Like many Americans, I once thought it would be a pretty cool idea to spend more than a few years traveling into space and taking photos of Earth and space. But I was naive, and as I grew up and began studying the space industry, I decided that the risks and economics required to take a year off work and spend countless hours and thousands of dollars to fly to low-Earth orbit would not leave me anywhere near as wealthy and happy as the astronauts.
This began a years-long, and ultimately futile, struggle to understand why anyone would want to go into space, except possibly celebrities. But eventually, I came to embrace the idea, and I have proudly contributed to research that explains the economics behind space tourism.
This research affirms the conclusions of many previously published reports, but it also includes a new angle from the perspective of two of the largest financiers in the United States. Bill Gates, the wealthiest man in the world, and Jeff Bezos, the third-richest man, a billionaire, have both endorsed the idea of space tourism. And it’s for a reason.
Mr. Gates said it was “a great example of a good use of NASA’s funding.”
Mr. Bezos said that “we’re in a time where we’re going to need huge amounts of terraformed space in the future. This could be great. It could be transformative, to get down to that fraction of the habitable zone that a spacecraft could go and look.”
In this perspective, space travel provides a more efficient and cost-effective means of transporting terraformed resources into low-Earth orbit, and while paying strangers for a few years to visit low-Earth orbit is not the long-term vision Bezos and Gates envision, it could be an important step. This new perspective should be welcome news for millions of American taxpayers who have been denied space travel for years.
Although millionaires and billionaires haven’t yet taken the plunge into space tourism, they are already playing an important role in how this industry is shaping up. Tesla founder Elon Musk, who revolutionized the automotive industry, announced that he wanted to send a person to space this year. Meanwhile, most of the flight-simulators on my desk cost a fraction of what Musk and Bezos are charging and are significantly smaller than a Boeing 787, which typically costs several million dollars.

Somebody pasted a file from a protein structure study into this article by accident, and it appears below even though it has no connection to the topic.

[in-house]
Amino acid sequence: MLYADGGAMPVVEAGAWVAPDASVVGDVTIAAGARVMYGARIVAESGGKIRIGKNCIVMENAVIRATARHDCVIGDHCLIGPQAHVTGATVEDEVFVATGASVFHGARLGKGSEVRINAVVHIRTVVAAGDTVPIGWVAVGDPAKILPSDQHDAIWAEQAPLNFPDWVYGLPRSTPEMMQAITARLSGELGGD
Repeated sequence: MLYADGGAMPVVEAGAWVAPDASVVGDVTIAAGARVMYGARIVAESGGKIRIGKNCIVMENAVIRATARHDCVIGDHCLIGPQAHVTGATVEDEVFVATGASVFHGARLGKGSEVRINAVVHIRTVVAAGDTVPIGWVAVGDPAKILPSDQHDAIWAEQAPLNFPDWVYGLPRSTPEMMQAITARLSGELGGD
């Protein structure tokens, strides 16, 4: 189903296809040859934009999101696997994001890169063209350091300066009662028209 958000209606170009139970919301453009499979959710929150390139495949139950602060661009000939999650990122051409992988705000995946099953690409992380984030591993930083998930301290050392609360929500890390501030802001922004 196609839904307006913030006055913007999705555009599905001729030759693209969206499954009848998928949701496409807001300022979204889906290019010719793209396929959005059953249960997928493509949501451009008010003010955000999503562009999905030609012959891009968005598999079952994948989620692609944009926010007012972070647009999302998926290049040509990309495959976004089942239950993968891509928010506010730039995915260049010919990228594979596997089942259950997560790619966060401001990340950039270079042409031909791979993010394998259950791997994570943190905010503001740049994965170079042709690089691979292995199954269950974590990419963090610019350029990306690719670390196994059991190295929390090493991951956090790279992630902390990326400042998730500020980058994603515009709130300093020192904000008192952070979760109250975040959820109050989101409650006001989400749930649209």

Perhaps the two billionaires are thinking that they can take what has already been created and help elevate the market, build excitement, and win customers over. In the meantime, potential customers will consider it a bargain.
What should be included in the regulations for moneyed interest in space travel?
The Space Travel Policies of the Air Transportation Commission was recently approved by the House of Representatives, and it sets out the first-of-its-kind requirements for U.S. citizens that would govern the business of renting a lifetime pass for commercial space travel. These requirements primarily prohibit other countries from offering similar policies, but also set out more extensive requirements for American citizens to avoid violating the ethics of space travel by misconduct or crimes.
The oversight that has been set up for the ethics policies was certainly reasonable. However, there is some urgency to address this legislation as commercial space travel soon could be commonplace. Perhaps a Congressional compromise could be reached after this debate.
On November 29, 2018, NASA agreed to hire an invitation-only company to provide commercial rides to the International Space Station. Only “rocket scientists with NASA’s proper education,” will be considered for positions. This sets a dangerous precedent for future space travel. It takes advantage of public taxpayers for private profit, and the same rules need to be set for the moneyed interests who are interested in doing the same.
The FAA has worked for years on developing regulations for manned space flight, however there are no similar regulations for private space travel. In fact, there is only one company that has been given permission from the government to fly the Space Launch System into low-Earth orbit. There is a nationwide transportation system operating on federal lands all across the country, and it just happens to be going to and from another world. So why are the regulations for those foreign entities, especially the newest ones, considered to be significantly different than the regulations for American citizens who are about to become part of the most innovative industries in history?